The education bubble and a few ideas to address it

Glenn Reynolds has an essay based on his new book.  See today’s Wall Street JournalDegrees of Value: Making College Pay Off.  It’s the feature article in the Review section.

The full length book is at Amazon: The New School: How the Information Age Will Save American Education from Itself. I’ll be waiting for the Kindle edition, available next week.

Merely one tidbit from the article to illustrate the problem and one idea for transforming eduction to reduce the cost and retain the experience.

Here is a fairly serious indictment of the arrangement in place for the college experience:

four in 10 college graduates, according to a recent Gallup study, wind up in jobs that don’t require a college degree.

That raises the question whether almost half of grads didn’t need to set aside four years of work and spend all that money.

One of the critiques of distance education and MOOCs is losing the experience. Maybe the idea of ‘hoteling’ might take off. That’s idea of taking your online courses while renting a dorm room in a college campus somewhere:

Build a nice campus—or buy one, from a defunct traditional school—put in a lot of amenities, but don’t bother hiring faculty: Just bring in your courses online, with engineering from Georgia Tech, arts and literature from Yale, business from Stanford and so on. Hire some unemployed Ph.D.s as tutors … and offer an unbundled experience. It’s a business model that just might work, especially in geographic locations students favor. Grand Cayman is awfully nice this time of year.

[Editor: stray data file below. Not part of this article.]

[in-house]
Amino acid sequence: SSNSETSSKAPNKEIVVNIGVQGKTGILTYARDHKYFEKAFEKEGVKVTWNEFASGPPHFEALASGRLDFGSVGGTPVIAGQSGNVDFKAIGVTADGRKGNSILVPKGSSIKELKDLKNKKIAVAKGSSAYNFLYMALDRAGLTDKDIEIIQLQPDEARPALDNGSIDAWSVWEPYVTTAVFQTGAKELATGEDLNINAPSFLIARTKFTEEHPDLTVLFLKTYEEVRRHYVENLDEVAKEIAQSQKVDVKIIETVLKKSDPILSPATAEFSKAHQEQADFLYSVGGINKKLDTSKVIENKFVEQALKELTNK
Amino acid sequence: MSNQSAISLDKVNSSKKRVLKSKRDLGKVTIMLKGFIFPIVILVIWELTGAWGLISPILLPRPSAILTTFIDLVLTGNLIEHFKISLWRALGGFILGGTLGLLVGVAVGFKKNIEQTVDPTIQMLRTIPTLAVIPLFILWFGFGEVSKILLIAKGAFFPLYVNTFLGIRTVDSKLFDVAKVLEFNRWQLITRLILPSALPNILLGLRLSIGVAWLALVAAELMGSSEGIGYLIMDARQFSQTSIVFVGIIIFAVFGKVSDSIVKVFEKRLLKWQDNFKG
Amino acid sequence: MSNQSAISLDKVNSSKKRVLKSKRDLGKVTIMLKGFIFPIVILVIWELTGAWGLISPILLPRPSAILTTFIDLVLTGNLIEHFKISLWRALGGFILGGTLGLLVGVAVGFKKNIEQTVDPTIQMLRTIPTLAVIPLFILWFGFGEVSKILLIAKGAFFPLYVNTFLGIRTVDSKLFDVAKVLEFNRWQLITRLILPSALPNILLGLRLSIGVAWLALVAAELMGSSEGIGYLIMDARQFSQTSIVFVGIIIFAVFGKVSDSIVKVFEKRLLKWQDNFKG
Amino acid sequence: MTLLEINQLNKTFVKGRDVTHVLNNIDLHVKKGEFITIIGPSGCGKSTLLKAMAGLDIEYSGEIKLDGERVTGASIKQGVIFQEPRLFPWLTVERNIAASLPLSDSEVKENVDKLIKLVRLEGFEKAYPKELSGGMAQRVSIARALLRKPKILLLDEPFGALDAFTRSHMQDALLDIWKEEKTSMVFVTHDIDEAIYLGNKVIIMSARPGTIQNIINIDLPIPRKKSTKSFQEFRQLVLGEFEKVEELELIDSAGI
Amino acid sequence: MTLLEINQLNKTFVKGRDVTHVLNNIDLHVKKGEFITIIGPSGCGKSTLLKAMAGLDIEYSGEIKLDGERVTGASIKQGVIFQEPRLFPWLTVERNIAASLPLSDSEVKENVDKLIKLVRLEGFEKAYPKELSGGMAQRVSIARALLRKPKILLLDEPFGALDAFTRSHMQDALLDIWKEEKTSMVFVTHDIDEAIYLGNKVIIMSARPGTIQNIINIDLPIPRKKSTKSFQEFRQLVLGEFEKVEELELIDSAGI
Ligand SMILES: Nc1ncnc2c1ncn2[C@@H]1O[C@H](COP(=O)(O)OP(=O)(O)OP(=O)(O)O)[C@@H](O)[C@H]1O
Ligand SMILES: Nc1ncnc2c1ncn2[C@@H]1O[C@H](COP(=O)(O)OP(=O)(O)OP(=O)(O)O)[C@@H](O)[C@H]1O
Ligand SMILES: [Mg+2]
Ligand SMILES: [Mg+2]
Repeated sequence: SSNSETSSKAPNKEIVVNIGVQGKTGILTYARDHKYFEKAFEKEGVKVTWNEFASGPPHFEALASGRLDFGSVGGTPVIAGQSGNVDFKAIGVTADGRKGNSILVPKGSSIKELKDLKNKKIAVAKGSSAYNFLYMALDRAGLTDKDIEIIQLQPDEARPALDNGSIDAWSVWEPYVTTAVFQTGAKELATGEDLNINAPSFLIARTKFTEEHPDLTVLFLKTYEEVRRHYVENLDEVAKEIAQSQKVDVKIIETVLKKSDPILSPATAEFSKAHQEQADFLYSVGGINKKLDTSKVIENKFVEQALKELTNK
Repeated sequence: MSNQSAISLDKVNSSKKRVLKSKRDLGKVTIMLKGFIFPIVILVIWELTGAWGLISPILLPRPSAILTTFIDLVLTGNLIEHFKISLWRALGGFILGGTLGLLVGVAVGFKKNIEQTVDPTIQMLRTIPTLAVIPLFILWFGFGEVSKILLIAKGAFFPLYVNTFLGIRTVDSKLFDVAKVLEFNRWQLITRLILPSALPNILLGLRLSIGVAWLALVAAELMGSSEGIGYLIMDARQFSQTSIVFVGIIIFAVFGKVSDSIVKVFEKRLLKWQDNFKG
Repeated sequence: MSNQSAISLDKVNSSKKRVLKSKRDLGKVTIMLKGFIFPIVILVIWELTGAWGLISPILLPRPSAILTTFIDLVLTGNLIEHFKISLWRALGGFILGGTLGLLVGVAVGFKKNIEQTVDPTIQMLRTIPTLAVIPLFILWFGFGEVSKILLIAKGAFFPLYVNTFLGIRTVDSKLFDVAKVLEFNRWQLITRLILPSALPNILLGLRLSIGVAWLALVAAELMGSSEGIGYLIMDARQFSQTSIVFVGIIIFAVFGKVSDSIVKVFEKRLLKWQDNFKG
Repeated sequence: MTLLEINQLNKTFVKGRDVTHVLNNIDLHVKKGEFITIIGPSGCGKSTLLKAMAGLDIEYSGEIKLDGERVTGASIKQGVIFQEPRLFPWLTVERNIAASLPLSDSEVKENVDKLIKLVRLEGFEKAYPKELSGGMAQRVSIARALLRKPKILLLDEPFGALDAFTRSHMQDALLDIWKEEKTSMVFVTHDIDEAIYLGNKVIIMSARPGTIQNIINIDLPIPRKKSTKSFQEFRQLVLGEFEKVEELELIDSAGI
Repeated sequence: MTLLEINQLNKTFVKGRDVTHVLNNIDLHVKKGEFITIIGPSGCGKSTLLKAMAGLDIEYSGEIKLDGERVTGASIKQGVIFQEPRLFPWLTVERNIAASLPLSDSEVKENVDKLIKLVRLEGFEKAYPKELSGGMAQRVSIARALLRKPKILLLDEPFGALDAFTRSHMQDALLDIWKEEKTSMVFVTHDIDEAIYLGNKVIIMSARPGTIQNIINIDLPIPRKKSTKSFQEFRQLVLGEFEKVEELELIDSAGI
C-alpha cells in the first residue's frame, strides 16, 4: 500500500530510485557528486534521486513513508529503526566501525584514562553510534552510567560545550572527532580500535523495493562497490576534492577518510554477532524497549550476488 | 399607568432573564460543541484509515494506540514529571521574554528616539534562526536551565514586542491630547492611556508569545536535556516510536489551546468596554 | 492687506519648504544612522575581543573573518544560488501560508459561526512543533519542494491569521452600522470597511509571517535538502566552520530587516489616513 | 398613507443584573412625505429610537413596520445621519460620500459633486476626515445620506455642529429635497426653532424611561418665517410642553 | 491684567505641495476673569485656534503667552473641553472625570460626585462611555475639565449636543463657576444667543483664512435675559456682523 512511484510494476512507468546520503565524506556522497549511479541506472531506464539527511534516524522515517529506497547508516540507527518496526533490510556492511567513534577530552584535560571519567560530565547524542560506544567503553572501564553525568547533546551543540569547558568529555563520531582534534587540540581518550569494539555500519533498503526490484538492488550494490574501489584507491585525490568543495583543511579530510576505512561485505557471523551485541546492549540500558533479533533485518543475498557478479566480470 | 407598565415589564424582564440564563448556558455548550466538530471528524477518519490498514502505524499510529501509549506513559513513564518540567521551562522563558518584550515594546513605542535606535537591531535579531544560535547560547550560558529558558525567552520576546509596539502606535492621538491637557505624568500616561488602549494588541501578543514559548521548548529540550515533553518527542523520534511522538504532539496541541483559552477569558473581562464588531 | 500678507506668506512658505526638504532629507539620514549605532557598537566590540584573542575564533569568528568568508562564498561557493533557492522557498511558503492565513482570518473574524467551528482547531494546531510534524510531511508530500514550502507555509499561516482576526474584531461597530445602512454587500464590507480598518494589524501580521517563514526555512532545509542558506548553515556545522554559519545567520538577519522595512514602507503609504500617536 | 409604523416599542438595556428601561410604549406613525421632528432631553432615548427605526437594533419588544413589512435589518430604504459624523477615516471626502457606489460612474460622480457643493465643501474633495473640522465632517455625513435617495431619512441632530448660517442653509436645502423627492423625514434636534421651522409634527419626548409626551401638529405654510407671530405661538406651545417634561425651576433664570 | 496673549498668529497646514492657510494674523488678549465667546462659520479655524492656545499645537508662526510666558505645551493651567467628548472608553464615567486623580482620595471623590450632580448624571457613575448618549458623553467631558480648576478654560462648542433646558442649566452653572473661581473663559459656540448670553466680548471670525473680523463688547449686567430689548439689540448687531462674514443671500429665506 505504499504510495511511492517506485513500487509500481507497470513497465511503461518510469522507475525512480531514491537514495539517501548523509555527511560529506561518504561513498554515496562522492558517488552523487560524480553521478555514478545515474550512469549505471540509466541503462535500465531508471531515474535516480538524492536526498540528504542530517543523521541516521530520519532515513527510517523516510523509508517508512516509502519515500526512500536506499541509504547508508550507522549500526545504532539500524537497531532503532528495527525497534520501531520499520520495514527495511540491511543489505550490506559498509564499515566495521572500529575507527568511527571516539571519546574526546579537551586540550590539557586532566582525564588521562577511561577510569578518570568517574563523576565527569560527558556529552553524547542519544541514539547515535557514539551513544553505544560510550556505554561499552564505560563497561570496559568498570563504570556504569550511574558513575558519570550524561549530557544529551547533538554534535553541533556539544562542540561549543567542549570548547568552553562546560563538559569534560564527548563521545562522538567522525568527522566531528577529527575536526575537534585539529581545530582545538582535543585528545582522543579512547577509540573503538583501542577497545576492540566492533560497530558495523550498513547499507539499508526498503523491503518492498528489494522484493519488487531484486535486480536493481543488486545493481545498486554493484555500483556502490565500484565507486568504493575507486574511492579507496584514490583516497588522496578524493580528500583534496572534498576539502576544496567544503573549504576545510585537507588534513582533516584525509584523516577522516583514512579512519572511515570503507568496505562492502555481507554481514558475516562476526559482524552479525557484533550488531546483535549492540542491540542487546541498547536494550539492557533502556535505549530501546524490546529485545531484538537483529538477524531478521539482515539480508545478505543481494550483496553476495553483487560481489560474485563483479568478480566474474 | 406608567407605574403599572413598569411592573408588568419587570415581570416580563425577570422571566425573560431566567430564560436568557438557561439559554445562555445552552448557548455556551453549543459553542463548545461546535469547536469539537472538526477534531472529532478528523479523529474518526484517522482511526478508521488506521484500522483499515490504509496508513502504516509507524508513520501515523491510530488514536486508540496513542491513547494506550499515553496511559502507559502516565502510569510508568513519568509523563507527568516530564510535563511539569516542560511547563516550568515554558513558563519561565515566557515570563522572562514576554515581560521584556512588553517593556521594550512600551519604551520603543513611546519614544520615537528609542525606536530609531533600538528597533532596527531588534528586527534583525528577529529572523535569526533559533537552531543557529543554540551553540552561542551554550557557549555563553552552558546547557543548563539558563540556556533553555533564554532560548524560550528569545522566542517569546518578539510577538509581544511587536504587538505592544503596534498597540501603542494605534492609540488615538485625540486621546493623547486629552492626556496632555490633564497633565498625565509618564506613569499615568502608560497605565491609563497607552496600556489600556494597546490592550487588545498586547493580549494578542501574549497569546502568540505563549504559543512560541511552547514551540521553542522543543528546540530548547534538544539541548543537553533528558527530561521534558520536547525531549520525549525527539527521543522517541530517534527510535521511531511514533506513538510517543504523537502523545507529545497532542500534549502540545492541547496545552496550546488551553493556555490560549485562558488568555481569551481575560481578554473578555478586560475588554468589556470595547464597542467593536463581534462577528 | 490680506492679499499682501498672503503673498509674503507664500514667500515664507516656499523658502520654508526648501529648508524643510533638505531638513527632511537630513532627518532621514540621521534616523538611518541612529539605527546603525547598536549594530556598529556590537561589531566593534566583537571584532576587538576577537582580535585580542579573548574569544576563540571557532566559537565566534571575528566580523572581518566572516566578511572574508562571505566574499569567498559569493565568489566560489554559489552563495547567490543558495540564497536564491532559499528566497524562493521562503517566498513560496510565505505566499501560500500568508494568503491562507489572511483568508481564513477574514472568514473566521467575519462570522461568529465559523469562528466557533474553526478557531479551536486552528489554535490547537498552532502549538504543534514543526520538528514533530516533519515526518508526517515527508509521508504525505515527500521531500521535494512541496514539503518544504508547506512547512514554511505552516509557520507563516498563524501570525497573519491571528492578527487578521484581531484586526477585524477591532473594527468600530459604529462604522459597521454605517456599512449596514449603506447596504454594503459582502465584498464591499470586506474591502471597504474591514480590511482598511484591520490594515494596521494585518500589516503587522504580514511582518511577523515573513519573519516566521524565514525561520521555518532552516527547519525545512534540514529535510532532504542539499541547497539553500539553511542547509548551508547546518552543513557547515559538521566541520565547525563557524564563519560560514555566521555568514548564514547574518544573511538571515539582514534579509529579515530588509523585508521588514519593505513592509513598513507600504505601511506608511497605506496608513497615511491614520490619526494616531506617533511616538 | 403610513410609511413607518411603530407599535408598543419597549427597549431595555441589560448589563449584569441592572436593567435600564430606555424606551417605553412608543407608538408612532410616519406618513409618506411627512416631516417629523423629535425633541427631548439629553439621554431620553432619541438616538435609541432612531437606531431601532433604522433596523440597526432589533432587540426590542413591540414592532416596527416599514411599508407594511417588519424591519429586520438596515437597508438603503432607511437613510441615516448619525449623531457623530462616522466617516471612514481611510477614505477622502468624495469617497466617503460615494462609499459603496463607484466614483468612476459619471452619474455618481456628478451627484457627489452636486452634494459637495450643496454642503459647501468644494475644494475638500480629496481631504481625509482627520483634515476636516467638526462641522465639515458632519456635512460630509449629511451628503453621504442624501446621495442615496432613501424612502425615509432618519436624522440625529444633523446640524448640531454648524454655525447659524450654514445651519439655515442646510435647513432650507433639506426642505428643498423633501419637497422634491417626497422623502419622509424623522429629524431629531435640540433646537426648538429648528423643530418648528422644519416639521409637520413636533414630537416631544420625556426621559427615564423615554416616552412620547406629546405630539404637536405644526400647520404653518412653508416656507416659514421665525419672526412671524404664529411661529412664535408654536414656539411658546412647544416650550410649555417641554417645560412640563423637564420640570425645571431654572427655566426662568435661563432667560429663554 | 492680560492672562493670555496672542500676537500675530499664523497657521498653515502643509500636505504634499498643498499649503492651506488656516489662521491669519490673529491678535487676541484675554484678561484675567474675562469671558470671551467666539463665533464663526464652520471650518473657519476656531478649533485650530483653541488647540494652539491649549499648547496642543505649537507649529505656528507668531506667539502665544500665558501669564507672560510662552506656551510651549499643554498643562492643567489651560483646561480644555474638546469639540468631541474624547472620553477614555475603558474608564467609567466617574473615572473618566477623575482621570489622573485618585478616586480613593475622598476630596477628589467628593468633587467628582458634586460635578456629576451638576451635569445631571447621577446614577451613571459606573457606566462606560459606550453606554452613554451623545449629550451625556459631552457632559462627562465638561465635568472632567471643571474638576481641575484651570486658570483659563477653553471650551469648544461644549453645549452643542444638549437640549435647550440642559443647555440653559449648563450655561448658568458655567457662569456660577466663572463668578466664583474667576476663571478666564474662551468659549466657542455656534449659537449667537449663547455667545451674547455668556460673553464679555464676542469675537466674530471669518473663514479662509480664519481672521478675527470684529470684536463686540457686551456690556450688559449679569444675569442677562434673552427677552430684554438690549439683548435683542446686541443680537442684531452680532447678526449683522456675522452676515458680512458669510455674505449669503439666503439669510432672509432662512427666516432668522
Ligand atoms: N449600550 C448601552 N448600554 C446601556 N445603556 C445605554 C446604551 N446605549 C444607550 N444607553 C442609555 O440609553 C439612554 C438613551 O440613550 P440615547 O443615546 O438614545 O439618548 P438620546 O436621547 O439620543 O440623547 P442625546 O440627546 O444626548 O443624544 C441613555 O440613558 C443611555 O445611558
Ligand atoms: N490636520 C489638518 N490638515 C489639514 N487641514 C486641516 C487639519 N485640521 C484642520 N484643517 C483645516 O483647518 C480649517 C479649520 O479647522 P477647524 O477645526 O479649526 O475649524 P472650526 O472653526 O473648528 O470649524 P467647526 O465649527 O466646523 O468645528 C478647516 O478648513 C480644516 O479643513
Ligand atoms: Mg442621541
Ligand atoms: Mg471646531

Picture that: one year outside DC (for all the sightseeing), another in Maui (surfing dude!), one semester each in Paris, Rome, Hong Kong, and London. Cool!

Check out the article for an intro to the college bubble issue and some of the ideas floating around. Check out the book for the full explanation.

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